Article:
The number of children killed in the football tragedy in Indonesia at the weekend has climbed to 32 — up from an earlier figure of 17, a government official said on Monday.
At least 125 people were killed and scores injured on Saturday night in the eastern city of Malang, in East Java province. Thousands of fans had invaded the pitch and police fired tear gas that caused a panic, authorities said.
Children who died were aged between 3 and 17, an official from the Women's Empowerment and Child Protection Ministry told Reuters.
Police fired tear gas to try to stop violence, leading to a crush of panicked fans running for exits at the match between host Arema FC and Persebaya Surabaya.
Witnesses said officers beat them with sticks and shields before shooting tear gas canisters directly into the crowds. The panic resulted in scores of deaths by trampling and suffocation.
It was one of the deadliest disasters at a sporting event.
Arema FC apologised on Monday. Club president Gilang Widya Pramana said he was ready to take full responsibility for the events.
The country will establish an independent team to investigate the incident and help to find those responsible, Chief Security Minister Mahfud MD told a news conference earlier on Monday.
“My family and I didn't think it would turn out like this,” said Endah Wahyuni, whose brothers, Ahmad Cahyo, 15, and Muhammad Farel, 14, died after being caught in the crush.
“They loved soccer, but never watched Arema live at Kanjuruhan stadium. This was their first time,” she told Reuters at her brothers' funeral on Sunday, referring to the home side they followed.
Indonesian police said on Monday that they were investigating 18 officers responsible for firing tear gas that set off the crush.
National Police spokesman Dedy Prasetyo said officers from mid-ranking and high-ranking positions were being investigated, alongside “internal matters related to security management”.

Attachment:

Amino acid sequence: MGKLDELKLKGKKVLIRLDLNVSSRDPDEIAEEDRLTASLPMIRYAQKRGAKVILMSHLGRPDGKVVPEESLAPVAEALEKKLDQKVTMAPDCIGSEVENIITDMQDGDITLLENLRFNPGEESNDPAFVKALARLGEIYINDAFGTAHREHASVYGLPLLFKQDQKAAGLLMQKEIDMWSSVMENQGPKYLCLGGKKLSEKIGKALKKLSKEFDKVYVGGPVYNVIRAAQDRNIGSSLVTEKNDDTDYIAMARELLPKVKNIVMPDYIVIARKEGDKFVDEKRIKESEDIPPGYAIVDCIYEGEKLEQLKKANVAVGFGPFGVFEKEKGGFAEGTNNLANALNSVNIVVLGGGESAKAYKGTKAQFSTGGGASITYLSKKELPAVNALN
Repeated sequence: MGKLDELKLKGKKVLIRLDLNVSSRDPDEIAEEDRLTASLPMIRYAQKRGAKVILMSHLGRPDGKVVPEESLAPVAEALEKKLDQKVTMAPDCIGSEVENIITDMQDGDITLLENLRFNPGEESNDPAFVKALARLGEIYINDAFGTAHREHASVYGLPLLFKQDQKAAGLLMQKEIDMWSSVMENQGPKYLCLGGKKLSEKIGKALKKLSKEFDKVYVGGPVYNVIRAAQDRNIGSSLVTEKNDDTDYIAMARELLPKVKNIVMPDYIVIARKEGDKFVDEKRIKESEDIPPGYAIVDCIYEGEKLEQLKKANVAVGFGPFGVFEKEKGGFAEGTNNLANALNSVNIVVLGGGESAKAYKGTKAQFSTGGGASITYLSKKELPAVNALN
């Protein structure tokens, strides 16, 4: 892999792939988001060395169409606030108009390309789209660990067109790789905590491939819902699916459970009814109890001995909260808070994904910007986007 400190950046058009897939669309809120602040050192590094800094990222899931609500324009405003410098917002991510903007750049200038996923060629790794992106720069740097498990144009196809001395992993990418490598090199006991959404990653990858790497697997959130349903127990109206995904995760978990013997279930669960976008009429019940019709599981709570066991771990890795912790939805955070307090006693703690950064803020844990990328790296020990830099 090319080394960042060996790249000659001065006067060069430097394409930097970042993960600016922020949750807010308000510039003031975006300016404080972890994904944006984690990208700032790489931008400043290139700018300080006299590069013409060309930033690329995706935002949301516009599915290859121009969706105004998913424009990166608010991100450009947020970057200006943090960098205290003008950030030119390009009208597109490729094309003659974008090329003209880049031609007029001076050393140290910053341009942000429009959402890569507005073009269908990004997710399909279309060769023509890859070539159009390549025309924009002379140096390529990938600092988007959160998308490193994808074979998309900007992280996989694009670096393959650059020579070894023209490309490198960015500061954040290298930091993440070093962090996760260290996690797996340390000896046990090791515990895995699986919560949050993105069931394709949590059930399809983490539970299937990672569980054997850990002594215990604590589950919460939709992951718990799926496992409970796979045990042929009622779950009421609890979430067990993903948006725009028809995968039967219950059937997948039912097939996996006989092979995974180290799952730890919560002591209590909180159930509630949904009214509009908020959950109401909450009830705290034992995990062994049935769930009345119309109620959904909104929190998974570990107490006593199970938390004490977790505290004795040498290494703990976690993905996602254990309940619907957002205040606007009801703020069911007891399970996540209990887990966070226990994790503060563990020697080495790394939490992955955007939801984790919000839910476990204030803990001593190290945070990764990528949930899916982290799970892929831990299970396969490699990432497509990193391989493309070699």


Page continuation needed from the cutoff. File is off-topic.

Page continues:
He said police were still questioning witnesses and analysing footage from 32 security cameras inside and outside the stadium and nine mobile phones owned by the victims as part of the investigation to also identify suspected vandals. Two police officers were among the dead.
Indonesian President Joko Widodo ordered compensation for the families of the 125 victims, a minister said on Monday.
"As a sign of condolences, the president will donate 50 million rupiah ($3,200) for each victim who died," Mr Mahfud told a press conference. He said the money would be handed over within two days.
Indonesian daily Koran Tempo ran a black front page on Monday, with the headline “Our Football Tragedy” printed in red along with a list of the dead.
Home side Arema FC had lost the match 3-2 to Persebaya Surabaya, although authorities had said tickets were not issued to Persebaya fans due to security concerns.
The incident was a “dark day for all involved”, said Fifa, the governing body for world football, which has asked Indonesian football authorities for a report on the incident.
'All those responsible should be held accountable'
Its safety regulations say firearms or “crowd control gas” should not be used at matches.
Police and sport officials have been sent to Malang to investigate the incident.
“All those responsible should be held accountable for this disaster, regardless of their status or position,” Phil Robertson, deputy Asia director of New York-based Human Rights Watch, said on Monday.
“It's not enough for the national police and the Football Association of Indonesia to conduct their own investigation because they may be tempted to downplay or undermine full accountability for officials involved.”
Indonesia's hopes of hosting world sports events in future will depend on the credibility of its investigation into the weekend's football stadium disaster and safety reforms, analysts have warned.
The country had submitted a bid to replace China as hosts for next year's Asian Cup football, with a decision due in two weeks.
"It certainly tarnishes the reputation of the country and tarnishes the reputation of football there. They can't escape that," Los Angeles-based crowd management expert Paul Wertheimer told AFP.